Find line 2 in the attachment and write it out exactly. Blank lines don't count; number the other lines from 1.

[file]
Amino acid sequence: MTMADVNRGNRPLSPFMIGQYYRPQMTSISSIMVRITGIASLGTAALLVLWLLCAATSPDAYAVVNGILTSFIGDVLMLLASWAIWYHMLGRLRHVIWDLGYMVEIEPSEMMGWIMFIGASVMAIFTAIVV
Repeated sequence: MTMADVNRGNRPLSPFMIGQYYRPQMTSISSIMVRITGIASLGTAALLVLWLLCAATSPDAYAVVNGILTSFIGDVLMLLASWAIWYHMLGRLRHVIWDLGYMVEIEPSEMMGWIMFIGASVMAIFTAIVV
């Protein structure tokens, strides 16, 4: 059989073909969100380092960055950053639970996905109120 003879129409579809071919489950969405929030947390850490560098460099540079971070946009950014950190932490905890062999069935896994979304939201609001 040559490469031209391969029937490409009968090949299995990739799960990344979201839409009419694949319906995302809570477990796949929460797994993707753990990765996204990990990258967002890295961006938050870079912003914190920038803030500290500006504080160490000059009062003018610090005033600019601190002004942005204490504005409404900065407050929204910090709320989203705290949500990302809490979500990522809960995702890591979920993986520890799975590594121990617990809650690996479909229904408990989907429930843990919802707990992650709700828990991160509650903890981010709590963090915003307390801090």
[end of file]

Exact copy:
Repeated sequence: MTMADVNRGNRPLSPFMIGQYYRPQMTSISSIMVRITGIASLGTAALLVLWLLCAATSPDAYAVVNGILTSFIGDVLMLLASWAIWYHMLGRLRHVIWDLGYMVEIEPSEMMGWIMFIGASVMAIFTAIVV